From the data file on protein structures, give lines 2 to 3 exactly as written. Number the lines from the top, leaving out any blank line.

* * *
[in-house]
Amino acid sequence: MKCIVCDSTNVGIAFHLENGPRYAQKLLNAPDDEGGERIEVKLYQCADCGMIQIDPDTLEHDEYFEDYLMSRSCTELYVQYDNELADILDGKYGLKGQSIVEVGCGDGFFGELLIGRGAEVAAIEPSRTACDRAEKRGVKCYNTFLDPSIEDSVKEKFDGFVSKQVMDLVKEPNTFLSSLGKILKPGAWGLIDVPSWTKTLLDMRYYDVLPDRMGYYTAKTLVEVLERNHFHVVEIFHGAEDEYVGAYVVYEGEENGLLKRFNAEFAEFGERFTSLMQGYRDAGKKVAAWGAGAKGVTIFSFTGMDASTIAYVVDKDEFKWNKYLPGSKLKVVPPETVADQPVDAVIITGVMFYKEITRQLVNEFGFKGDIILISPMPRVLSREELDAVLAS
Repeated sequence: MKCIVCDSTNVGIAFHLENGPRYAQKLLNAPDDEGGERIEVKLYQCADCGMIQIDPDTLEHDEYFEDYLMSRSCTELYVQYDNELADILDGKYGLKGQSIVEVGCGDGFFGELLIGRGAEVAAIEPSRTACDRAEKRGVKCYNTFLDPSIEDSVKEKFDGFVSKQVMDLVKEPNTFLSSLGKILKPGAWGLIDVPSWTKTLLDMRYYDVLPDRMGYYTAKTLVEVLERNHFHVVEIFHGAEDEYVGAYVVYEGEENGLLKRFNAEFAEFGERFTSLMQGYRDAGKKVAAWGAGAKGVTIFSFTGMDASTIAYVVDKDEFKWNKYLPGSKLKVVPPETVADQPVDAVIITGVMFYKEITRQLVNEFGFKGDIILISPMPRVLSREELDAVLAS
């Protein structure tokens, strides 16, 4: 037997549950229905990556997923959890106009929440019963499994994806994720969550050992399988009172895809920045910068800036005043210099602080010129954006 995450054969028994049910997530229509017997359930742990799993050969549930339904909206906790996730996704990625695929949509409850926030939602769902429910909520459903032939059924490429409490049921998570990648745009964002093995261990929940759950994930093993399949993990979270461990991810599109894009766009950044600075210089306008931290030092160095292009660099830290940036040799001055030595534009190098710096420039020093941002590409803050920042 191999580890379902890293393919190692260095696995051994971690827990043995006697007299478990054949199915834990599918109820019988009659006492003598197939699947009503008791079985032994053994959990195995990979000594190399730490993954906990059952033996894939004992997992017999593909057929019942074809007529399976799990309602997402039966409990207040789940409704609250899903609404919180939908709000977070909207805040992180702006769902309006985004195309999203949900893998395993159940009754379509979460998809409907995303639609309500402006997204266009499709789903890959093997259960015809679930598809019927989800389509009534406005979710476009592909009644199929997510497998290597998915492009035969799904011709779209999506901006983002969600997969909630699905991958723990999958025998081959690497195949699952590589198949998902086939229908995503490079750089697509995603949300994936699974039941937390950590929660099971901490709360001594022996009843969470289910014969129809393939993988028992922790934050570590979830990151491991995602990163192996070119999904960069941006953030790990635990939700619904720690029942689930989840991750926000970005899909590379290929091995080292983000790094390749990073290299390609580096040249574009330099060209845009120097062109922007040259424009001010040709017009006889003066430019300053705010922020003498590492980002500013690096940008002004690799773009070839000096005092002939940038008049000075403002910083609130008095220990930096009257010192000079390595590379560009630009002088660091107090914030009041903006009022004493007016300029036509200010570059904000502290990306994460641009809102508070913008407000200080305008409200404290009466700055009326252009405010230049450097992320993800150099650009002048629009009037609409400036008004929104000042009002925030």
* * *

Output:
Amino acid sequence: MKCIVCDSTNVGIAFHLENGPRYAQKLLNAPDDEGGERIEVKLYQCADCGMIQIDPDTLEHDEYFEDYLMSRSCTELYVQYDNELADILDGKYGLKGQSIVEVGCGDGFFGELLIGRGAEVAAIEPSRTACDRAEKRGVKCYNTFLDPSIEDSVKEKFDGFVSKQVMDLVKEPNTFLSSLGKILKPGAWGLIDVPSWTKTLLDMRYYDVLPDRMGYYTAKTLVEVLERNHFHVVEIFHGAEDEYVGAYVVYEGEENGLLKRFNAEFAEFGERFTSLMQGYRDAGKKVAAWGAGAKGVTIFSFTGMDASTIAYVVDKDEFKWNKYLPGSKLKVVPPETVADQPVDAVIITGVMFYKEITRQLVNEFGFKGDIILISPMPRVLSREELDAVLAS
Repeated sequence: MKCIVCDSTNVGIAFHLENGPRYAQKLLNAPDDEGGERIEVKLYQCADCGMIQIDPDTLEHDEYFEDYLMSRSCTELYVQYDNELADILDGKYGLKGQSIVEVGCGDGFFGELLIGRGAEVAAIEPSRTACDRAEKRGVKCYNTFLDPSIEDSVKEKFDGFVSKQVMDLVKEPNTFLSSLGKILKPGAWGLIDVPSWTKTLLDMRYYDVLPDRMGYYTAKTLVEVLERNHFHVVEIFHGAEDEYVGAYVVYEGEENGLLKRFNAEFAEFGERFTSLMQGYRDAGKKVAAWGAGAKGVTIFSFTGMDASTIAYVVDKDEFKWNKYLPGSKLKVVPPETVADQPVDAVIITGVMFYKEITRQLVNEFGFKGDIILISPMPRVLSREELDAVLAS